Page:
Miniature train surprise for specialist school | Video, Photos

Children grinned widely and pointed in excitement as a bright and colourful miniature train made an impressive entrance at the Ballarat Specialist School farm on Thursday.

TOOT TOOT: Oliver, Flynn and Dylan were among the first to ride the Ballarat Express train at the Ballarat Specialist School farm thanks to the hard work from participants of the Work for the Dole project. Picture: Luka Kauzlaric

TOOT TOOT: Oliver, Flynn and Dylan were among the first to ride the Ballarat Express train at the Ballarat Specialist School farm thanks to the hard work from participants of the Work for the Dole project. Picture: Luka Kauzlaric

The Ballarat Express is the end result of a big effort from the Work for the Dole project participants.

The federal government initiative helps job seekers develop practical skills and work experience through projects that benefit the community in return for income support. 

Project supervisor Greg Wright said once participants had come up with the idea, created a design and sourced the materials, it took six months to build the train. 

“There is no set design for these things, so in any project you do there are always going to be hurdles and nothing ever runs smoothly,” Mr Wright said.

“A lot of hours went into it with different participants coming and going… some might be there for a month or two and some might be there for the full term depending on whether they get a job or move on somewhere else.”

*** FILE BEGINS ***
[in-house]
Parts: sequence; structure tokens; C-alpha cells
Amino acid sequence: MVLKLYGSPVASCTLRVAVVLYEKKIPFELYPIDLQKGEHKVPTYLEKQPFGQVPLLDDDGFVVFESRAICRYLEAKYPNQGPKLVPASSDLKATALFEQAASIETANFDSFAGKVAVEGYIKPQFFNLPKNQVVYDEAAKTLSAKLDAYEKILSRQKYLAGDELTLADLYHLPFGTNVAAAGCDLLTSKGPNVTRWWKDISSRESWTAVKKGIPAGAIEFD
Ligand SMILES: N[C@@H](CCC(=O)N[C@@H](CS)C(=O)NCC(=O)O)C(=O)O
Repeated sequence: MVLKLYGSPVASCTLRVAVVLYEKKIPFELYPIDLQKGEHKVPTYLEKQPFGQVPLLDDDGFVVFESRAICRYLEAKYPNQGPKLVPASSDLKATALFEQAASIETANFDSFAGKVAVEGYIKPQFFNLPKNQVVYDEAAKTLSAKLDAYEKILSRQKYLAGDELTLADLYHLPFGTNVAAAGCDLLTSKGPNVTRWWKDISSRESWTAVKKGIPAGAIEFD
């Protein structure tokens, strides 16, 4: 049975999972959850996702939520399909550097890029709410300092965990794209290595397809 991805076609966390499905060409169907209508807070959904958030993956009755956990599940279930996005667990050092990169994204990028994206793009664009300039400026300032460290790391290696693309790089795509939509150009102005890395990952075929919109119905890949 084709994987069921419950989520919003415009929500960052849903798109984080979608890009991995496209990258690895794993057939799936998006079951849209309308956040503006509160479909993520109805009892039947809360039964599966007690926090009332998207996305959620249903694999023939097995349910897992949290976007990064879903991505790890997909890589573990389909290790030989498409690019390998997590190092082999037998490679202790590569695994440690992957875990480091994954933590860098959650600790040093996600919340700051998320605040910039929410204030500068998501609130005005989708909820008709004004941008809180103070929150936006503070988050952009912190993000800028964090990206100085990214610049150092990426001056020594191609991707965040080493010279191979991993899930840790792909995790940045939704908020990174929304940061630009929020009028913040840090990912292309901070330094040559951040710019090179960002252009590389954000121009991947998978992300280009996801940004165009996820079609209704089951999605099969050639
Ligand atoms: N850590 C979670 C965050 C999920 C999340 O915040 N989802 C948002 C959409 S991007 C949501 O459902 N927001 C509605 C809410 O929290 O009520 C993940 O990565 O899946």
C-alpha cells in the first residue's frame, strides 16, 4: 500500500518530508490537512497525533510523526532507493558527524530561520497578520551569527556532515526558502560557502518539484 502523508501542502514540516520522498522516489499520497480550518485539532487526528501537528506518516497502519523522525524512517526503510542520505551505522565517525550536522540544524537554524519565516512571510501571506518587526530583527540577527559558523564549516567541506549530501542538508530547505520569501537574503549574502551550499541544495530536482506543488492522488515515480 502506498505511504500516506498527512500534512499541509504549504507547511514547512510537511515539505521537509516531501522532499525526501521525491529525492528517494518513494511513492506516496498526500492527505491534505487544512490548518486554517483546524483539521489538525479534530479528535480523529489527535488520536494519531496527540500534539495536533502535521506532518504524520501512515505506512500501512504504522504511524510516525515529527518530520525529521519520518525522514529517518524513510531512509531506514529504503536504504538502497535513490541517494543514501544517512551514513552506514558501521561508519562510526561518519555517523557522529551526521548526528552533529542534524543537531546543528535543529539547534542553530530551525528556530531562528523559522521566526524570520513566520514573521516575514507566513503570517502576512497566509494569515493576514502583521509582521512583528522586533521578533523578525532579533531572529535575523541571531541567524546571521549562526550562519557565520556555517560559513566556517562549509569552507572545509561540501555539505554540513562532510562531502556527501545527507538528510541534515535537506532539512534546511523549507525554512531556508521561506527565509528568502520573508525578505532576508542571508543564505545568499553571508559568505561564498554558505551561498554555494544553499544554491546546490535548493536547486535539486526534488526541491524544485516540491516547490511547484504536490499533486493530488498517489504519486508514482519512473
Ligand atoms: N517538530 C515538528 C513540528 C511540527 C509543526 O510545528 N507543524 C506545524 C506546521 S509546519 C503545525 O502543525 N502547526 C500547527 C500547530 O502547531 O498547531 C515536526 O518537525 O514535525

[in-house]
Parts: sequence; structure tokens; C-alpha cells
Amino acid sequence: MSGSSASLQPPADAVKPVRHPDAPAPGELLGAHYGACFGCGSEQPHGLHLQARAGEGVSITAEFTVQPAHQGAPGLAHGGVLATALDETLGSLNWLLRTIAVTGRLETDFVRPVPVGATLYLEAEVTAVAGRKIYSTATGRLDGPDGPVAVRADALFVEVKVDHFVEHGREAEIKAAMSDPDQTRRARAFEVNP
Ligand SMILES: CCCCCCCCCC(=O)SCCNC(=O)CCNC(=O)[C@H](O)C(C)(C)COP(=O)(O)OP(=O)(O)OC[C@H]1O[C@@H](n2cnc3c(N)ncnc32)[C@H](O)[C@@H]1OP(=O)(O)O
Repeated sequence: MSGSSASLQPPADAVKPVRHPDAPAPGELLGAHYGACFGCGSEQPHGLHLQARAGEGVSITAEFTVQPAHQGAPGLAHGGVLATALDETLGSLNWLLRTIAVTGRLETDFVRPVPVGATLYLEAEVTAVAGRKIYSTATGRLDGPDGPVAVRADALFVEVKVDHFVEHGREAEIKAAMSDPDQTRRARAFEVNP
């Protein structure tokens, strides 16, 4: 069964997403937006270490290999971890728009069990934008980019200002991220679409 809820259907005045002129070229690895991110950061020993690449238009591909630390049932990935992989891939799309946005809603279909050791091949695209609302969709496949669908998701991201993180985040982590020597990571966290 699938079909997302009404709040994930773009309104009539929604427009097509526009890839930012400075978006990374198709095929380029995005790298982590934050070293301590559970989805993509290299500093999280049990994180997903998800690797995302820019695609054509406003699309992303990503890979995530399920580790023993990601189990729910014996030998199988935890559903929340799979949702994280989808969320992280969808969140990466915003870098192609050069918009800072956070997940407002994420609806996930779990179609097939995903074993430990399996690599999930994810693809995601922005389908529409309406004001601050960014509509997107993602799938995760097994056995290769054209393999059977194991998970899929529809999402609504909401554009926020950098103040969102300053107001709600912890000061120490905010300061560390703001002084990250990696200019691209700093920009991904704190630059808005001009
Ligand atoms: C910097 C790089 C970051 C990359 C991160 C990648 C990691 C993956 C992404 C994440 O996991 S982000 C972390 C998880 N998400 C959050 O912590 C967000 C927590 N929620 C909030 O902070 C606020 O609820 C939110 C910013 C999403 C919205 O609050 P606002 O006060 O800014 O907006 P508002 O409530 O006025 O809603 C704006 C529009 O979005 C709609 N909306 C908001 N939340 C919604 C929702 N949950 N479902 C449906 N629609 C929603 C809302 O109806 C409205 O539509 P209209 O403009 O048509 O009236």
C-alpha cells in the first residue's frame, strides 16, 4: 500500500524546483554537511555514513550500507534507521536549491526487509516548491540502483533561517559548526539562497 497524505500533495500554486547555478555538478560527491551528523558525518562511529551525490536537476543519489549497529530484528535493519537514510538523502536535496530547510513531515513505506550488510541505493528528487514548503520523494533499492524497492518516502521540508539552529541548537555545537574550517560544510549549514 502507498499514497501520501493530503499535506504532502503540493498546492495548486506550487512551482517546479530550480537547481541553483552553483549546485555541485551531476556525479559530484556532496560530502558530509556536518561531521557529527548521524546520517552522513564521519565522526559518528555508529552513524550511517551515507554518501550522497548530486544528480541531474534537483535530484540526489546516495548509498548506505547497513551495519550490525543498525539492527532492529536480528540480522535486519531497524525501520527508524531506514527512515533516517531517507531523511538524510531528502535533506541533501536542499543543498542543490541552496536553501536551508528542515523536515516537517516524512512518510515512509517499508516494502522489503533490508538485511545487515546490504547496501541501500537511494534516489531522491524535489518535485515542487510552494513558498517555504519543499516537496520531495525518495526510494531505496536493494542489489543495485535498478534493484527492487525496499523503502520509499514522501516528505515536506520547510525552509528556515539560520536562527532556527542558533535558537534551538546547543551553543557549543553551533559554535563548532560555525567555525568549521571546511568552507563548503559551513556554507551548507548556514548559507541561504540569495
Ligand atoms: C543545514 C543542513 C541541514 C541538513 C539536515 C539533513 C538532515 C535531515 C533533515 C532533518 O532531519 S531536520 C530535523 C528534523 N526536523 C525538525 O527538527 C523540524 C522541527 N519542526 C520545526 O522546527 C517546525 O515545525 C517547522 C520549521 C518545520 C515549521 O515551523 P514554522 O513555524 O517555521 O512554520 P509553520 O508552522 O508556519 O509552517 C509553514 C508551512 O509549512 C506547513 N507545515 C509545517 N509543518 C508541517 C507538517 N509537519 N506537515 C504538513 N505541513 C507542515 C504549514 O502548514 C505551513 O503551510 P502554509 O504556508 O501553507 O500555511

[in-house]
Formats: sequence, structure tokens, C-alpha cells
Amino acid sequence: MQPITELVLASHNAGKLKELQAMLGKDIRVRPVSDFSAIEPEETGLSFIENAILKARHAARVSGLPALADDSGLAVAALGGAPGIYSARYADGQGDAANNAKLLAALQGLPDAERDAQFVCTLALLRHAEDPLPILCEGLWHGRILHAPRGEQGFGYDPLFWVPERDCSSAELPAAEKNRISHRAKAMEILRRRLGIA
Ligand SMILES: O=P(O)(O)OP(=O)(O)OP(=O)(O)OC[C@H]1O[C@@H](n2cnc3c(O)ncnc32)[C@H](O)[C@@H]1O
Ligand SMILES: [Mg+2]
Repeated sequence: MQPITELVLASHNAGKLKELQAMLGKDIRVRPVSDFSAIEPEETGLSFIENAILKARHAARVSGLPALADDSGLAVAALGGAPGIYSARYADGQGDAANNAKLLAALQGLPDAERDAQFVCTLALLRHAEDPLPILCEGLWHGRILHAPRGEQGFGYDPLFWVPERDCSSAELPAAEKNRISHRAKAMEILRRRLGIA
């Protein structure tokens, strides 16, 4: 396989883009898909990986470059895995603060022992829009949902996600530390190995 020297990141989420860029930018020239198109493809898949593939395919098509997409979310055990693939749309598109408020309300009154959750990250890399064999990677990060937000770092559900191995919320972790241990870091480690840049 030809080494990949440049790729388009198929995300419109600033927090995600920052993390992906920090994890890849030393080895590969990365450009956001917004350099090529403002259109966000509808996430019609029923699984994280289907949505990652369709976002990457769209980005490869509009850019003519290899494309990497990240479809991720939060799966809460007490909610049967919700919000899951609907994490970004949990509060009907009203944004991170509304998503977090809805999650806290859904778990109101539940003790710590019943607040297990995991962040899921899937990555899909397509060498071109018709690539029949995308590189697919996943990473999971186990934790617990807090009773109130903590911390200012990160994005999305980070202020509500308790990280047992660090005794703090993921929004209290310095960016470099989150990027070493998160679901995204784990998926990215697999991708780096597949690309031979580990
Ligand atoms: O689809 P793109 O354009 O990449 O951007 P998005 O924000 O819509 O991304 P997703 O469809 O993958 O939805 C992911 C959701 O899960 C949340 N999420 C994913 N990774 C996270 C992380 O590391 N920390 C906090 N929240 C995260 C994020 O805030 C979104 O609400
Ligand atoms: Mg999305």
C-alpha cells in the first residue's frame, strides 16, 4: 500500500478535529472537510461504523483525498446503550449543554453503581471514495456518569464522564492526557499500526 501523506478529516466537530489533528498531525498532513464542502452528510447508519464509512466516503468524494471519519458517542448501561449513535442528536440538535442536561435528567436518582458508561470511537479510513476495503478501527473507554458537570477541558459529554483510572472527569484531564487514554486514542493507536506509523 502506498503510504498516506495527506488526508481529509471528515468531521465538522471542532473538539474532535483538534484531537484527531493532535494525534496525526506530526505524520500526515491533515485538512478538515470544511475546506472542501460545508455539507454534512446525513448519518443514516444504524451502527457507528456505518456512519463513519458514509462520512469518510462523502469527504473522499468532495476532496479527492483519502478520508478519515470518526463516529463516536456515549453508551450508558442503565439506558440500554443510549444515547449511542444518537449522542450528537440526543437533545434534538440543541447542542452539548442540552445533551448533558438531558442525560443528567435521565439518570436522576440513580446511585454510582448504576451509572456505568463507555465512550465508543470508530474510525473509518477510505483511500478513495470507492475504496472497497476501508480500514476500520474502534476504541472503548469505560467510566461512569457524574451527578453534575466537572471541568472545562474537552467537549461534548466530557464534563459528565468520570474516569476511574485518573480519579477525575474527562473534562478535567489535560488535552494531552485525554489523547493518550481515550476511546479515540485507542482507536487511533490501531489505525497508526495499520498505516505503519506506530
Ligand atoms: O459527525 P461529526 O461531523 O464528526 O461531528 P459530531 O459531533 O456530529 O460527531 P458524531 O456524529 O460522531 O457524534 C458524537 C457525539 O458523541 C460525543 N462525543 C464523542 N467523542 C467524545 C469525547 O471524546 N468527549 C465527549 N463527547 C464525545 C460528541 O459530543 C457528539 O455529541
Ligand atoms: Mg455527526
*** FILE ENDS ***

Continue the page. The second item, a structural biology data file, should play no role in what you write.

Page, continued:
He said the experience was a rewarding one for many of the participants as they worked in a team, developed skills, put together ideas and began to see progress.

“As they start to see what they’ve done for their work, their attitudes change dramatically and they really enjoy it,” Mr Wright said.

The train was created by stripping a ride-on mower down to the chassis and drive chain, and restoring the engine, the brakes and the gear box.

One of the carriages has even been modified to accommodate a wheelchair. 

Envision Employment Services director Stephen Murphy said mechanical, metal and wood work skills were all required to complete the project. 

“People really put in more than they need to because they are pleased by the outcome,” he said. 

“And when you give something like this to the community, the value to the community is fantastic.”

The groups and agencies involved in the gifting of the train to the specialist school, decided it would be best to surprise the students. 

School principal Kim Yearwood said nothing could top seeing the “pure delight” and “joy” from the students, who were eager to take the train out for a test ride around the farm grounds.

“All kids love stories about trains and movement, and we often do things around language, transport, wheels and colours, so there is a whole range of things it can be used for in an educational sense, but it will also give them lots of fun,” she said.

“I’m sure the students will be nagging (farm manager) Graham (Cheeseman) to get the train out every time the sun comes out.”